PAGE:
|1st National Security Advisor of India|
19 November 1998 – 22 May 2004
|Prime Minister||Atal Bihari Vajpayee|
|Preceded by||Office established|
|Succeeded by||J. N. Dixit|
|9th Principal Secretary to the Prime Minister of India|
19 March 1998 – 22 May 2004
|Prime Minister||Atal Bihari Vajpayee|
|Preceded by||N. N. Vohra|
|Succeeded by||T. K. A. Nair|
|Permanent Representative of India to the United Nations|
June 1979 – April 1981
Brajesh Chandra Mishra
29 September 1928
|Died||28 September 2012 (aged 84)|
|Cause of death||Heart failure|
|Political party||Bharatiya Janata Party (1991–98)|
|Parent||Dwarka Prasad Mishra (father)|
|Relatives||Sudhir Mishra (nephew)|
|Known for||India's first National Security Advisor and prime minister, Atal Bihari Vajpayee's principal secretary|
Brajesh Chandra Mishra (29 September 1928 – 28 September 2012) was an Indian diplomat from the Indian Foreign Service and politician, best known for serving as Prime Minister Atal Bihari Vajpayee's principal secretary and National Security Advisor from 1998 to 2004. He received Padma Vibhushan for his contribution
He was born in Hindu Brahmin family on 29 September 1928 to Dwarka Prasad Mishra, who was a former Chief Minister of Madhya Pradesh. His father was considered a staunch politician from the Congress Party and very close to Indira Gandhi though they fell out later.
Brajesh Mishra joined the Indian Foreign Service in 1951. He served as chargé d'affaires in Beijing after the 1962 Sino-Indian War and was India's ambassador to Indonesia. He was also ambassador and India's Permanent Representative in Geneva. Mishra's last posting was as India's permanent representative to the United Nations from June 1979 to April 1981.
As permanent representative, he voiced India's position on the Soviet invasion of Afghanistan at the sixth emergency special session of the United Nations General Assembly, but his disagreement with that position was part of the reason why he resigned from IFS and joined the United Nations in 1981; serving as 6th United Nations Commissioner for Namibia from 1 April 1982 to 1 July 1987.
In April 1991, Mishra joined the Bharatiya Janata Party and became head of its foreign policy cell. He resigned from the party in March 1998 on becoming the 9th Principal Secretary to the Prime Minister of India. After Brajesh Mishra, the post of principal secretary became such a powerful one that it eclipsed the status of cabinet ministers. As Vajpayee's troubleshooter, he was one of the most powerful principal secretaries the PMO had ever seen.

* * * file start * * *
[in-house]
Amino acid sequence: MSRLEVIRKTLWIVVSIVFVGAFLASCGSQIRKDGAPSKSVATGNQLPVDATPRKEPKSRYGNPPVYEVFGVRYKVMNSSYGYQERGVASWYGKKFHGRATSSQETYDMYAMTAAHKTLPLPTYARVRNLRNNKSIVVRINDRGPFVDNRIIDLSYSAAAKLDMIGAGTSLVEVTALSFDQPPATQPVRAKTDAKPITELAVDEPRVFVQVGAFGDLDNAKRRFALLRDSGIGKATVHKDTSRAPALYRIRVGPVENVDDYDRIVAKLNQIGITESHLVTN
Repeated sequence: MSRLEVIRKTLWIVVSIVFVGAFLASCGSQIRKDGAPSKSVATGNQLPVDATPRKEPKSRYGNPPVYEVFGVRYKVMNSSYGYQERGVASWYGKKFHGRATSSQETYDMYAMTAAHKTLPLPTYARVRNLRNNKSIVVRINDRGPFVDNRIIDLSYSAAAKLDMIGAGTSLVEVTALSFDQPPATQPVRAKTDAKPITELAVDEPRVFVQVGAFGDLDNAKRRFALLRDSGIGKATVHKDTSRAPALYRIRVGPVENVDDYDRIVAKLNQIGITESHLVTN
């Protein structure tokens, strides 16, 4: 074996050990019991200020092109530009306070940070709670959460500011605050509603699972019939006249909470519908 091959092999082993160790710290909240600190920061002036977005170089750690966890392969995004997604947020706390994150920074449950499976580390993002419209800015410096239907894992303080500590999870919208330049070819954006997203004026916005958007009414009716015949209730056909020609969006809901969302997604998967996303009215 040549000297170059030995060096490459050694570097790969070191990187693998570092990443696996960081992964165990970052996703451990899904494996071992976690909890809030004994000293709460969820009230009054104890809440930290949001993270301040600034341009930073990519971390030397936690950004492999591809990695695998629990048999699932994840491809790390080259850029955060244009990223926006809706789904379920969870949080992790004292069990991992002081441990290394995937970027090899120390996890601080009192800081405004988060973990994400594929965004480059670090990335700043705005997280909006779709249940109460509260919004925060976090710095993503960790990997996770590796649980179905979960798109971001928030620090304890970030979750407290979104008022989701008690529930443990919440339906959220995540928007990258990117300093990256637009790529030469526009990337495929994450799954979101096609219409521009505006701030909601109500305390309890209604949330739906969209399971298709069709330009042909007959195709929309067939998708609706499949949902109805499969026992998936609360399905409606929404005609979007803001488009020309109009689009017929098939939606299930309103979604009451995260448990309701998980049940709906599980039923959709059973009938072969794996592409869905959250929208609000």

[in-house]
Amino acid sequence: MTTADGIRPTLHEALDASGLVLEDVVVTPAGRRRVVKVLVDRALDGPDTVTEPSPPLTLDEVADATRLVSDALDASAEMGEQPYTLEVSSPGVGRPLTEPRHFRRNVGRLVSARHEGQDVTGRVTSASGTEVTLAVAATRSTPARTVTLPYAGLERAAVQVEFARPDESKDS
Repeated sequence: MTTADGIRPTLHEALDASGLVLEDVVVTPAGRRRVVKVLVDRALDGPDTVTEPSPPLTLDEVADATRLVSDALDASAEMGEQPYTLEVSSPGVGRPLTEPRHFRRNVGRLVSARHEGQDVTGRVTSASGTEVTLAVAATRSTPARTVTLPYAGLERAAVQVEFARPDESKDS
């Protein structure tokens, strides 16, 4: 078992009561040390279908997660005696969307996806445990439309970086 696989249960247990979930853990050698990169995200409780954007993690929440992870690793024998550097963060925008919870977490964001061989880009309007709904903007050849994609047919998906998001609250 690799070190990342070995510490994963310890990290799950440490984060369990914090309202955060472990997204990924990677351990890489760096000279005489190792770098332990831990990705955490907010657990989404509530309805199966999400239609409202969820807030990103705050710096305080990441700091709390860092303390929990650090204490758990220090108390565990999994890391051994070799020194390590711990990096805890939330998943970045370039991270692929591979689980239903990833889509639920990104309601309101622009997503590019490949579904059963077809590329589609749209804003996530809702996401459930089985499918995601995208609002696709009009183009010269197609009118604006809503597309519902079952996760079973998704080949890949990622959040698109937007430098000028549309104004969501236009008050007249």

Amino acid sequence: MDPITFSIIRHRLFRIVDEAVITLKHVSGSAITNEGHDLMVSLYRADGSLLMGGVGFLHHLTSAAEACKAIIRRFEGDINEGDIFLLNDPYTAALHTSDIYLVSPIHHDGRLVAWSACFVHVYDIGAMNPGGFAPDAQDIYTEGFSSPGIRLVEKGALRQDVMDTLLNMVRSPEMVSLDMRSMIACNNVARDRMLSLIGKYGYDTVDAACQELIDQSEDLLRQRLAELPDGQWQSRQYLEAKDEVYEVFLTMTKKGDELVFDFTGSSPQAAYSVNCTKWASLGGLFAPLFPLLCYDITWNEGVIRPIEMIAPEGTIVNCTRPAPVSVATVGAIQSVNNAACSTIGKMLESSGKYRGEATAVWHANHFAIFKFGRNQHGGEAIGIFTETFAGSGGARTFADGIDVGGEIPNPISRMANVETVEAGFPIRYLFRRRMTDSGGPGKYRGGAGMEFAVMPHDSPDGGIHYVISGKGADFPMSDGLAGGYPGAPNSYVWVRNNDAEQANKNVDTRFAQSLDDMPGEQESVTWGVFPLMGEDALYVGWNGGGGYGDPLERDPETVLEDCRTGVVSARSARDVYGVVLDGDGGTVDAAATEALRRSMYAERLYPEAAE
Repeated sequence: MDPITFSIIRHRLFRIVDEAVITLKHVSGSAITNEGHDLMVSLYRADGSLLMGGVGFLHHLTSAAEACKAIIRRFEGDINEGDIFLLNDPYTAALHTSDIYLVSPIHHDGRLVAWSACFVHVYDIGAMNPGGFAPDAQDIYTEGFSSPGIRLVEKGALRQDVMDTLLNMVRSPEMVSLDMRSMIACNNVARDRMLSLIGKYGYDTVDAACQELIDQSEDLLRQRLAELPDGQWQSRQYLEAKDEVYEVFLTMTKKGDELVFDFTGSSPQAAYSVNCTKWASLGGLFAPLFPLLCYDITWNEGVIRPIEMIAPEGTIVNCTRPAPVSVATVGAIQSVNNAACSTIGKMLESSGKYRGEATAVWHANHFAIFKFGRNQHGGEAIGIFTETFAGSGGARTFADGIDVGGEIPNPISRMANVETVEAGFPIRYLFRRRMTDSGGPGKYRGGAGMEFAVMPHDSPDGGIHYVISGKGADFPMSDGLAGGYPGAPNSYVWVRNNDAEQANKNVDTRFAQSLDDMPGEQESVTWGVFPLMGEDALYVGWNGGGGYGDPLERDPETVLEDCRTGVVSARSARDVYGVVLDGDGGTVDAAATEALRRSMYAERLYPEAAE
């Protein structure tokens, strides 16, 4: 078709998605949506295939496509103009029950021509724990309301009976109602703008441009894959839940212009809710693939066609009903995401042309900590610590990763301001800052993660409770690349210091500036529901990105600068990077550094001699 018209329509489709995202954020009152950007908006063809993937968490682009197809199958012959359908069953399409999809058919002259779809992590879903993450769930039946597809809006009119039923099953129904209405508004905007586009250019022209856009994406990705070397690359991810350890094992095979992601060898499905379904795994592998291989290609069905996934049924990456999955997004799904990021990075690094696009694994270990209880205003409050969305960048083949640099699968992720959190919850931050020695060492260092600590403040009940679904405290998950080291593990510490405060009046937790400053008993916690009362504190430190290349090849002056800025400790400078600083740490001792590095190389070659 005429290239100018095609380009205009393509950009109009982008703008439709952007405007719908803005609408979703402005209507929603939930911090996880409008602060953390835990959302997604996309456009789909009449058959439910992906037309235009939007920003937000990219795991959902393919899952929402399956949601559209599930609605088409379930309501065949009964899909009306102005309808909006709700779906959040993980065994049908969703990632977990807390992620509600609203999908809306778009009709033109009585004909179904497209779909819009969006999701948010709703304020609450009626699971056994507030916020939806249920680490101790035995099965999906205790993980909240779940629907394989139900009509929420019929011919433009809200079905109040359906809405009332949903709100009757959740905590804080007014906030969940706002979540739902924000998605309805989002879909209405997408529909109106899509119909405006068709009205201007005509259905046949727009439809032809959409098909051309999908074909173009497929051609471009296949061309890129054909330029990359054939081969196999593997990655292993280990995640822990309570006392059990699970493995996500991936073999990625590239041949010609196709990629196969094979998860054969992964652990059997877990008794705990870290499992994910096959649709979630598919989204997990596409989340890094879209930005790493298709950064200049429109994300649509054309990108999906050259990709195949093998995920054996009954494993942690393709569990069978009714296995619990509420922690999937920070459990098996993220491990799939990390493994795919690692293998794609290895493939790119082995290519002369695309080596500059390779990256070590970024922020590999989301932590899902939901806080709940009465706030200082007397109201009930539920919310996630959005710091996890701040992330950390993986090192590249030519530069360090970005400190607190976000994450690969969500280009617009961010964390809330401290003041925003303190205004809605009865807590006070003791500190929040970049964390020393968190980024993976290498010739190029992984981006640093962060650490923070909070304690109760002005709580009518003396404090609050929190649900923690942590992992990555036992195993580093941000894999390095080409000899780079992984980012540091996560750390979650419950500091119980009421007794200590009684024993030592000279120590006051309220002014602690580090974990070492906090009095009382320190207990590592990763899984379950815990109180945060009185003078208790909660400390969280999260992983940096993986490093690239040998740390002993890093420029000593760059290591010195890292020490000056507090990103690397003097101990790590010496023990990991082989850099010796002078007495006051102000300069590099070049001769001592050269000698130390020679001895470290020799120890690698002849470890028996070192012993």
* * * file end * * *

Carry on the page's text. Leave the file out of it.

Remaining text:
From November 1998 to 23 May 2004, he was also the first National Security Advisor and was instrumental in creating an institutional structure for national security management. His batch as an Indian Foreign Service officer was the same as the Indian Administrative Service batch of K. Subrahmanyam, widely considered as the doyen of India's strategic affairs community, and made him the first convener of the National Security Advisory Board where they worked closely on many issues.
He was the key motivator of foreign policy and principal spokesman on all major issues. And the opportunities for him were endless. From Pokhran-2 to Kashmir, and from Vajpayee's historic visit to Pakistan to engaging the United States in a strategic dialogue, he was behind a never-ending series of foreign policy and security manuever.
He is stated to have played a major role in pushing and supporting the Bhutan to undertake Operation All Clear.
After demitting office, Mishra had initially expressed reservations against the Indo-US civilian nuclear deal. Following this, the then prime minister, Manmohan Singh briefed specially to address his concerns about the deal. However, support to nuclear deal was Mishra's last tribute to Vajpayee. Thereafter, Mishra extended his support and publicly endorsed the deal. This position of his was at variance with the Bharatiya Janata Party's, the party to which he once belonged to and in whose government he had been the National Security Advisor of the country, which was opposed to the deal.
In 2011, he was awarded Padma Vibhushan (the second highest civilian award).
Mishra died on 28 September 2012 at Fortis hospital, Vasant Kunj in New Delhi.
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